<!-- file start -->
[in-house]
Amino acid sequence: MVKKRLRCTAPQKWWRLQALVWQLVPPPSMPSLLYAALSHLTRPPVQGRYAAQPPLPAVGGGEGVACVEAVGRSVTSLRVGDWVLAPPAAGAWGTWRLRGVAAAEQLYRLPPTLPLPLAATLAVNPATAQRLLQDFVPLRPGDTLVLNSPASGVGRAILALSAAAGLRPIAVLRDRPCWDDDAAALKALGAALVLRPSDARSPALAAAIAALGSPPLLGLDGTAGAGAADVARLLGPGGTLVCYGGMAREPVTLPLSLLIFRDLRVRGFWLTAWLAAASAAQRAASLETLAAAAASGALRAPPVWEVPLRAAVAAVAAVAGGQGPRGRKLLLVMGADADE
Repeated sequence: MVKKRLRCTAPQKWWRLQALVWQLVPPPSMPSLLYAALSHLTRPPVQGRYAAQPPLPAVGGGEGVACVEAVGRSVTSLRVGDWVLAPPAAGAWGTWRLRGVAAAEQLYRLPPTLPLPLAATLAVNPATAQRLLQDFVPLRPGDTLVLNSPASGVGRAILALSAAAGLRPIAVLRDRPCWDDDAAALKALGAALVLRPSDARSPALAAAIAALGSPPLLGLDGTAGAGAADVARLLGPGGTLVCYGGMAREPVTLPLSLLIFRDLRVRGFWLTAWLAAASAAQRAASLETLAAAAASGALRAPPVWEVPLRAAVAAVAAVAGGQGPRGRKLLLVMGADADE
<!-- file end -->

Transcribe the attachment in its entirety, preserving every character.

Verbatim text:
[in-house]
Amino acid sequence: MVKKRLRCTAPQKWWRLQALVWQLVPPPSMPSLLYAALSHLTRPPVQGRYAAQPPLPAVGGGEGVACVEAVGRSVTSLRVGDWVLAPPAAGAWGTWRLRGVAAAEQLYRLPPTLPLPLAATLAVNPATAQRLLQDFVPLRPGDTLVLNSPASGVGRAILALSAAAGLRPIAVLRDRPCWDDDAAALKALGAALVLRPSDARSPALAAAIAALGSPPLLGLDGTAGAGAADVARLLGPGGTLVCYGGMAREPVTLPLSLLIFRDLRVRGFWLTAWLAAASAAQRAASLETLAAAAASGALRAPPVWEVPLRAAVAAVAAVAGGQGPRGRKLLLVMGADADE
Repeated sequence: MVKKRLRCTAPQKWWRLQALVWQLVPPPSMPSLLYAALSHLTRPPVQGRYAAQPPLPAVGGGEGVACVEAVGRSVTSLRVGDWVLAPPAAGAWGTWRLRGVAAAEQLYRLPPTLPLPLAATLAVNPATAQRLLQDFVPLRPGDTLVLNSPASGVGRAILALSAAAGLRPIAVLRDRPCWDDDAAALKALGAALVLRPSDARSPALAAAIAALGSPPLLGLDGTAGAGAADVARLLGPGGTLVCYGGMAREPVTLPLSLLIFRDLRVRGFWLTAWLAAASAAQRAASLETLAAAAASGALRAPPVWEVPLRAAVAAVAAVAGGQGPRGRKLLLVMGADADE